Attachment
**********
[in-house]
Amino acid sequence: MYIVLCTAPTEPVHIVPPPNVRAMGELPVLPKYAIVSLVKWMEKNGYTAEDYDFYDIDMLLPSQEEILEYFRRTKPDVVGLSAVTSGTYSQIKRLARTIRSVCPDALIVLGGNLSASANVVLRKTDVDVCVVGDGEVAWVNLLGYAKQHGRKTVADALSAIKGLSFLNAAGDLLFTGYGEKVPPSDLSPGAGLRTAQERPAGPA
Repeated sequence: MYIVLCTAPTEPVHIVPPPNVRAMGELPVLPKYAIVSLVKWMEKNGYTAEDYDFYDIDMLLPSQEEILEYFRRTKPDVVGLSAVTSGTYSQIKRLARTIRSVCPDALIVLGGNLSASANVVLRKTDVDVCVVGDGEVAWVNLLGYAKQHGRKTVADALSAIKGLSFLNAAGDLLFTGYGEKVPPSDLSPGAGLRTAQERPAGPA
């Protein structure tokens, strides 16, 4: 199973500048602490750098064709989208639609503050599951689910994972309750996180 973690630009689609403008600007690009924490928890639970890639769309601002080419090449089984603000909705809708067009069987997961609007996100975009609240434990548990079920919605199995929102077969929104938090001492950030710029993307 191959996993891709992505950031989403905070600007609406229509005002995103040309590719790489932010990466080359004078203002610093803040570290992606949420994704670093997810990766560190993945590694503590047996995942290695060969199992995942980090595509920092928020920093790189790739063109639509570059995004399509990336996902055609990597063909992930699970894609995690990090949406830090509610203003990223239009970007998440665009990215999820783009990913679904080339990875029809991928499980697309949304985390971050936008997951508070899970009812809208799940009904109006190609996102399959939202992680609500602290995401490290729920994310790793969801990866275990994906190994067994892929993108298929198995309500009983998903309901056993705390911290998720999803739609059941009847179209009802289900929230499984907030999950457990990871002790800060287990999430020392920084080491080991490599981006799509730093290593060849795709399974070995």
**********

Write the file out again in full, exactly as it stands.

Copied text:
[in-house]
Amino acid sequence: MYIVLCTAPTEPVHIVPPPNVRAMGELPVLPKYAIVSLVKWMEKNGYTAEDYDFYDIDMLLPSQEEILEYFRRTKPDVVGLSAVTSGTYSQIKRLARTIRSVCPDALIVLGGNLSASANVVLRKTDVDVCVVGDGEVAWVNLLGYAKQHGRKTVADALSAIKGLSFLNAAGDLLFTGYGEKVPPSDLSPGAGLRTAQERPAGPA
Repeated sequence: MYIVLCTAPTEPVHIVPPPNVRAMGELPVLPKYAIVSLVKWMEKNGYTAEDYDFYDIDMLLPSQEEILEYFRRTKPDVVGLSAVTSGTYSQIKRLARTIRSVCPDALIVLGGNLSASANVVLRKTDVDVCVVGDGEVAWVNLLGYAKQHGRKTVADALSAIKGLSFLNAAGDLLFTGYGEKVPPSDLSPGAGLRTAQERPAGPA
């Protein structure tokens, strides 16, 4: 199973500048602490750098064709989208639609503050599951689910994972309750996180 973690630009689609403008600007690009924490928890639970890639769309601002080419090449089984603000909705809708067009069987997961609007996100975009609240434990548990079920919605199995929102077969929104938090001492950030710029993307 191959996993891709992505950031989403905070600007609406229509005002995103040309590719790489932010990466080359004078203002610093803040570290992606949420994704670093997810990766560190993945590694503590047996995942290695060969199992995942980090595509920092928020920093790189790739063109639509570059995004399509990336996902055609990597063909992930699970894609995690990090949406830090509610203003990223239009970007998440665009990215999820783009990913679904080339990875029809991928499980697309949304985390971050936008997951508070899970009812809208799940009904109006190609996102399959939202992680609500602290995401490290729920994310790793969801990866275990994906190994067994892929993108298929198995309500009983998903309901056993705390911290998720999803739609059941009847179209009802289900929230499984907030999950457990990871002790800060287990999430020392920084080491080991490599981006799509730093290593060849795709399974070995």